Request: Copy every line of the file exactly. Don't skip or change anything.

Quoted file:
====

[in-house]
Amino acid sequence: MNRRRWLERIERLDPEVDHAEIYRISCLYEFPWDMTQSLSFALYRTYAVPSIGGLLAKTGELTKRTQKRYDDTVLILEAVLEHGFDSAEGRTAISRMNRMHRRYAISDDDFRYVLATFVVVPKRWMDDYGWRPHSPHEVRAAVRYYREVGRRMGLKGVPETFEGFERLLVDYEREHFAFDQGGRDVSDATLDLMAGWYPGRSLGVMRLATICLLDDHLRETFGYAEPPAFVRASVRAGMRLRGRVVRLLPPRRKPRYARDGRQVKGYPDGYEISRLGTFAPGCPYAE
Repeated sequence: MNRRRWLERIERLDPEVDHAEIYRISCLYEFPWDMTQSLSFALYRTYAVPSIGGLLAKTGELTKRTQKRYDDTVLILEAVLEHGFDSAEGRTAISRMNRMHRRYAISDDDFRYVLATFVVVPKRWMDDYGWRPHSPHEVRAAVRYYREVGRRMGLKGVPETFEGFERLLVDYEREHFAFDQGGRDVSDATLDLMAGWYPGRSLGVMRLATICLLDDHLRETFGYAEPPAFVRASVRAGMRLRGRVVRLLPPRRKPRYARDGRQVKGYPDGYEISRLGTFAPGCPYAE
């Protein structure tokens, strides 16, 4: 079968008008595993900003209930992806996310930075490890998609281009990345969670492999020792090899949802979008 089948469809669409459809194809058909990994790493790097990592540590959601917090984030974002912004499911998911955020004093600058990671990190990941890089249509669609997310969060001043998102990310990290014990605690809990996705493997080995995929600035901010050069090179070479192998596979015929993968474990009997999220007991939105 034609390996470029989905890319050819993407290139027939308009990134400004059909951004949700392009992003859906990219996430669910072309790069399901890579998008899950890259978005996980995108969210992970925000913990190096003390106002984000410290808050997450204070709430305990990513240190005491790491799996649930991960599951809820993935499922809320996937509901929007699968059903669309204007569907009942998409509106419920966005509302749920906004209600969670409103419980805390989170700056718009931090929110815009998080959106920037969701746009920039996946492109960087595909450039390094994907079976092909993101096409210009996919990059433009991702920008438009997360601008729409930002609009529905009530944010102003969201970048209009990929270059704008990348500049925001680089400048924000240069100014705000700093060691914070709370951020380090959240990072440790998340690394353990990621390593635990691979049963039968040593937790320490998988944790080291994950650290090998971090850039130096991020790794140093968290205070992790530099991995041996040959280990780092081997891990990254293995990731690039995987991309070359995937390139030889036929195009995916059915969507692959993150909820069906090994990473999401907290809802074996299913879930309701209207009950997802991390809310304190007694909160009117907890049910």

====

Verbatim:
[in-house]
Amino acid sequence: MNRRRWLERIERLDPEVDHAEIYRISCLYEFPWDMTQSLSFALYRTYAVPSIGGLLAKTGELTKRTQKRYDDTVLILEAVLEHGFDSAEGRTAISRMNRMHRRYAISDDDFRYVLATFVVVPKRWMDDYGWRPHSPHEVRAAVRYYREVGRRMGLKGVPETFEGFERLLVDYEREHFAFDQGGRDVSDATLDLMAGWYPGRSLGVMRLATICLLDDHLRETFGYAEPPAFVRASVRAGMRLRGRVVRLLPPRRKPRYARDGRQVKGYPDGYEISRLGTFAPGCPYAE
Repeated sequence: MNRRRWLERIERLDPEVDHAEIYRISCLYEFPWDMTQSLSFALYRTYAVPSIGGLLAKTGELTKRTQKRYDDTVLILEAVLEHGFDSAEGRTAISRMNRMHRRYAISDDDFRYVLATFVVVPKRWMDDYGWRPHSPHEVRAAVRYYREVGRRMGLKGVPETFEGFERLLVDYEREHFAFDQGGRDVSDATLDLMAGWYPGRSLGVMRLATICLLDDHLRETFGYAEPPAFVRASVRAGMRLRGRVVRLLPPRRKPRYARDGRQVKGYPDGYEISRLGTFAPGCPYAE
């Protein structure tokens, strides 16, 4: 079968008008595993900003209930992806996310930075490890998609281009990345969670492999020792090899949802979008 089948469809669409459809194809058909990994790493790097990592540590959601917090984030974002912004499911998911955020004093600058990671990190990941890089249509669609997310969060001043998102990310990290014990605690809990996705493997080995995929600035901010050069090179070479192998596979015929993968474990009997999220007991939105 034609390996470029989905890319050819993407290139027939308009990134400004059909951004949700392009992003859906990219996430669910072309790069399901890579998008899950890259978005996980995108969210992970925000913990190096003390106002984000410290808050997450204070709430305990990513240190005491790491799996649930991960599951809820993935499922809320996937509901929007699968059903669309204007569907009942998409509106419920966005509302749920906004209600969670409103419980805390989170700056718009931090929110815009998080959106920037969701746009920039996946492109960087595909450039390094994907079976092909993101096409210009996919990059433009991702920008438009997360601008729409930002609009529905009530944010102003969201970048209009990929270059704008990348500049925001680089400048924000240069100014705000700093060691914070709370951020380090959240990072440790998340690394353990990621390593635990691979049963039968040593937790320490998988944790080291994950650290090998971090850039130096991020790794140093968290205070992790530099991995041996040959280990780092081997891990990254293995990731690039995987991309070359995937390139030889036929195009995916059915969507692959993150909820069906090994990473999401907290809802074996299913879930309701209207009950997802991390809310304190007694909160009117907890049910």